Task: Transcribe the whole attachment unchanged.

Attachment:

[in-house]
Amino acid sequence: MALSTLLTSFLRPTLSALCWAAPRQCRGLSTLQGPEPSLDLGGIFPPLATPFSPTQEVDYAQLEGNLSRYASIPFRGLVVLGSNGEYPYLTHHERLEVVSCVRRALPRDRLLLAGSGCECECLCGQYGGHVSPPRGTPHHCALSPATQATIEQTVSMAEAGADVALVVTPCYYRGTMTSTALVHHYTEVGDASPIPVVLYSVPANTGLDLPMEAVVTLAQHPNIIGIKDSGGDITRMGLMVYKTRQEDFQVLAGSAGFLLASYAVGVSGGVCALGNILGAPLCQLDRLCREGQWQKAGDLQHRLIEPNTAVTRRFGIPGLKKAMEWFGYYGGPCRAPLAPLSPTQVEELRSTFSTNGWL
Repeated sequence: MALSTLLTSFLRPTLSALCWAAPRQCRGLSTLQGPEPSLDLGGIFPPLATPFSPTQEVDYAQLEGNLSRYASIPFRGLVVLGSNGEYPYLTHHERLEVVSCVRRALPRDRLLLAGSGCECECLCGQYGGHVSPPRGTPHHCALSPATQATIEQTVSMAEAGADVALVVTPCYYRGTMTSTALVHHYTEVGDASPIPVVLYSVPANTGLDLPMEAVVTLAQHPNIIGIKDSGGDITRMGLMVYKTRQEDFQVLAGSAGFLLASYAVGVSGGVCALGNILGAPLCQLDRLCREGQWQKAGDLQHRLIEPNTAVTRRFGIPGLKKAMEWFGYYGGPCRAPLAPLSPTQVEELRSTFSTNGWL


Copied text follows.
[in-house]
Amino acid sequence: MALSTLLTSFLRPTLSALCWAAPRQCRGLSTLQGPEPSLDLGGIFPPLATPFSPTQEVDYAQLEGNLSRYASIPFRGLVVLGSNGEYPYLTHHERLEVVSCVRRALPRDRLLLAGSGCECECLCGQYGGHVSPPRGTPHHCALSPATQATIEQTVSMAEAGADVALVVTPCYYRGTMTSTALVHHYTEVGDASPIPVVLYSVPANTGLDLPMEAVVTLAQHPNIIGIKDSGGDITRMGLMVYKTRQEDFQVLAGSAGFLLASYAVGVSGGVCALGNILGAPLCQLDRLCREGQWQKAGDLQHRLIEPNTAVTRRFGIPGLKKAMEWFGYYGGPCRAPLAPLSPTQVEELRSTFSTNGWL
Repeated sequence: MALSTLLTSFLRPTLSALCWAAPRQCRGLSTLQGPEPSLDLGGIFPPLATPFSPTQEVDYAQLEGNLSRYASIPFRGLVVLGSNGEYPYLTHHERLEVVSCVRRALPRDRLLLAGSGCECECLCGQYGGHVSPPRGTPHHCALSPATQATIEQTVSMAEAGADVALVVTPCYYRGTMTSTALVHHYTEVGDASPIPVVLYSVPANTGLDLPMEAVVTLAQHPNIIGIKDSGGDITRMGLMVYKTRQEDFQVLAGSAGFLLASYAVGVSGGVCALGNILGAPLCQLDRLCREGQWQKAGDLQHRLIEPNTAVTRRFGIPGLKKAMEWFGYYGGPCRAPLAPLSPTQVEELRSTFSTNGWL